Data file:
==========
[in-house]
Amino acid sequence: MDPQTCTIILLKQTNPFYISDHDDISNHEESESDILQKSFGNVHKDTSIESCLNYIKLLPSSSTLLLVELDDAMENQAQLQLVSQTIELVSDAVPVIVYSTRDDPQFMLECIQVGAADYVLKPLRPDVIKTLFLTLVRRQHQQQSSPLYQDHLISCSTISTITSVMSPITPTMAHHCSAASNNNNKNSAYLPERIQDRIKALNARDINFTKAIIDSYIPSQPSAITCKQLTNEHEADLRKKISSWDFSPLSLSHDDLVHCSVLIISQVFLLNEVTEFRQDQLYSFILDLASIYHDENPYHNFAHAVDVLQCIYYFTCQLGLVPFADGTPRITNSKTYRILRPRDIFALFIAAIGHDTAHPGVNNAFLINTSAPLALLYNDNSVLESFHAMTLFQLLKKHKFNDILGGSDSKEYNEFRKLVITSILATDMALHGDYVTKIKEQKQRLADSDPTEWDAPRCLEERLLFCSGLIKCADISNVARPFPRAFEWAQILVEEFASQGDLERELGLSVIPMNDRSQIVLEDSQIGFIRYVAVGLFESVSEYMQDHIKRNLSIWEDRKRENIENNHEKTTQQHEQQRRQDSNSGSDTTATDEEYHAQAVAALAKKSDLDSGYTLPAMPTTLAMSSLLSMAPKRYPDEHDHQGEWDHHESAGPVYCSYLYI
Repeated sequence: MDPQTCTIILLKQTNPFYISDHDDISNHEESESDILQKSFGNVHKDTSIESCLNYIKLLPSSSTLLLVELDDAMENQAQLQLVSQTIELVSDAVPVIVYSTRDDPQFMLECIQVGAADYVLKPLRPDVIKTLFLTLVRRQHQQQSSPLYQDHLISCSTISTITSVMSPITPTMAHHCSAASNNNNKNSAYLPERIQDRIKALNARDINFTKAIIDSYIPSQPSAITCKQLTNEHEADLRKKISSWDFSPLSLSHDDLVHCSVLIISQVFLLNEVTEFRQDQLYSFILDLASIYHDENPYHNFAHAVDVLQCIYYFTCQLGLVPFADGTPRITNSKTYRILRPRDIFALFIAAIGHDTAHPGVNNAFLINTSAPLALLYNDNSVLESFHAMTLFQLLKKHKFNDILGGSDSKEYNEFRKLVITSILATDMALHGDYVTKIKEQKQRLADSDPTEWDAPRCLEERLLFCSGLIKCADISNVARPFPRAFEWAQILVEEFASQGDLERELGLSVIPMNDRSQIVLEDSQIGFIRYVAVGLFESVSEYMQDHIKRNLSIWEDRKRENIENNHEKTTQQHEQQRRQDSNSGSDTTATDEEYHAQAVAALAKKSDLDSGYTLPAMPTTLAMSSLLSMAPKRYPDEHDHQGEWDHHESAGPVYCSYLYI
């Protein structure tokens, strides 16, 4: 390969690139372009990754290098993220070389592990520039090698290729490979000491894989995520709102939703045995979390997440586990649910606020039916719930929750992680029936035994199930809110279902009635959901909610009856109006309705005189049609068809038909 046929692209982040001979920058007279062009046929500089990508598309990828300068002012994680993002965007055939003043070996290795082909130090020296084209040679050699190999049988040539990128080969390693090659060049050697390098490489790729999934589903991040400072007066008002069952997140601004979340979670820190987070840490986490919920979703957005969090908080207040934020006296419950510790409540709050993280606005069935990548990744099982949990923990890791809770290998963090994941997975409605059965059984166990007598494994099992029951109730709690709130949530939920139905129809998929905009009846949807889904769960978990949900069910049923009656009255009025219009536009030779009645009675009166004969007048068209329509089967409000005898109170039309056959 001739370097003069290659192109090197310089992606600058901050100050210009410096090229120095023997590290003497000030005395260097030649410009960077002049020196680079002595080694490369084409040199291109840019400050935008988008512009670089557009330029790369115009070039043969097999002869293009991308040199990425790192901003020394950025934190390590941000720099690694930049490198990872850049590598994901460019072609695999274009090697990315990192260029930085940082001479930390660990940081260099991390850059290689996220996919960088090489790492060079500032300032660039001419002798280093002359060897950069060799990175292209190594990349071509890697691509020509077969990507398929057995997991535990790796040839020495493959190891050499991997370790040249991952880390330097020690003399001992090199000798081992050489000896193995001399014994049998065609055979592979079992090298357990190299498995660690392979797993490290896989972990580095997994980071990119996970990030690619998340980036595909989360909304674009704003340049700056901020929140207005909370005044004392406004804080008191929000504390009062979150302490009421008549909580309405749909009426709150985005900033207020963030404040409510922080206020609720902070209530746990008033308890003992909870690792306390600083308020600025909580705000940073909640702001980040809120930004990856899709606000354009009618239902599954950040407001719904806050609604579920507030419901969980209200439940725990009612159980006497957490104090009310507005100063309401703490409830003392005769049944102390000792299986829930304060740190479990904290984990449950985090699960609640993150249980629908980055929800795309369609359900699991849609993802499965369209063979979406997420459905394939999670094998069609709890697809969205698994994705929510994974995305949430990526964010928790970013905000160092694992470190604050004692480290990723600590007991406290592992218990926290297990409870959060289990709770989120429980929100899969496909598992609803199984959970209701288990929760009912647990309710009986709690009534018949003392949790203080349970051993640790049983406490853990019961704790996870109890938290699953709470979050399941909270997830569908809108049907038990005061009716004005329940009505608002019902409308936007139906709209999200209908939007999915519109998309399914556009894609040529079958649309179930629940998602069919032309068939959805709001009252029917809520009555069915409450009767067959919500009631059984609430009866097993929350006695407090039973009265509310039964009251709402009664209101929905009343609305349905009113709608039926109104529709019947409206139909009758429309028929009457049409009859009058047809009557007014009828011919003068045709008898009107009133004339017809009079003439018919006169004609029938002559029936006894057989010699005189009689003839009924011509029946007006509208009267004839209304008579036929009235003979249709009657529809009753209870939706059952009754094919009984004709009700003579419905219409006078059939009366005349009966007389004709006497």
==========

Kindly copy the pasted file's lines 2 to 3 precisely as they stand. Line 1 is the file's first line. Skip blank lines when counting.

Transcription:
Amino acid sequence: MDPQTCTIILLKQTNPFYISDHDDISNHEESESDILQKSFGNVHKDTSIESCLNYIKLLPSSSTLLLVELDDAMENQAQLQLVSQTIELVSDAVPVIVYSTRDDPQFMLECIQVGAADYVLKPLRPDVIKTLFLTLVRRQHQQQSSPLYQDHLISCSTISTITSVMSPITPTMAHHCSAASNNNNKNSAYLPERIQDRIKALNARDINFTKAIIDSYIPSQPSAITCKQLTNEHEADLRKKISSWDFSPLSLSHDDLVHCSVLIISQVFLLNEVTEFRQDQLYSFILDLASIYHDENPYHNFAHAVDVLQCIYYFTCQLGLVPFADGTPRITNSKTYRILRPRDIFALFIAAIGHDTAHPGVNNAFLINTSAPLALLYNDNSVLESFHAMTLFQLLKKHKFNDILGGSDSKEYNEFRKLVITSILATDMALHGDYVTKIKEQKQRLADSDPTEWDAPRCLEERLLFCSGLIKCADISNVARPFPRAFEWAQILVEEFASQGDLERELGLSVIPMNDRSQIVLEDSQIGFIRYVAVGLFESVSEYMQDHIKRNLSIWEDRKRENIENNHEKTTQQHEQQRRQDSNSGSDTTATDEEYHAQAVAALAKKSDLDSGYTLPAMPTTLAMSSLLSMAPKRYPDEHDHQGEWDHHESAGPVYCSYLYI
Repeated sequence: MDPQTCTIILLKQTNPFYISDHDDISNHEESESDILQKSFGNVHKDTSIESCLNYIKLLPSSSTLLLVELDDAMENQAQLQLVSQTIELVSDAVPVIVYSTRDDPQFMLECIQVGAADYVLKPLRPDVIKTLFLTLVRRQHQQQSSPLYQDHLISCSTISTITSVMSPITPTMAHHCSAASNNNNKNSAYLPERIQDRIKALNARDINFTKAIIDSYIPSQPSAITCKQLTNEHEADLRKKISSWDFSPLSLSHDDLVHCSVLIISQVFLLNEVTEFRQDQLYSFILDLASIYHDENPYHNFAHAVDVLQCIYYFTCQLGLVPFADGTPRITNSKTYRILRPRDIFALFIAAIGHDTAHPGVNNAFLINTSAPLALLYNDNSVLESFHAMTLFQLLKKHKFNDILGGSDSKEYNEFRKLVITSILATDMALHGDYVTKIKEQKQRLADSDPTEWDAPRCLEERLLFCSGLIKCADISNVARPFPRAFEWAQILVEEFASQGDLERELGLSVIPMNDRSQIVLEDSQIGFIRYVAVGLFESVSEYMQDHIKRNLSIWEDRKRENIENNHEKTTQQHEQQRRQDSNSGSDTTATDEEYHAQAVAALAKKSDLDSGYTLPAMPTTLAMSSLLSMAPKRYPDEHDHQGEWDHHESAGPVYCSYLYI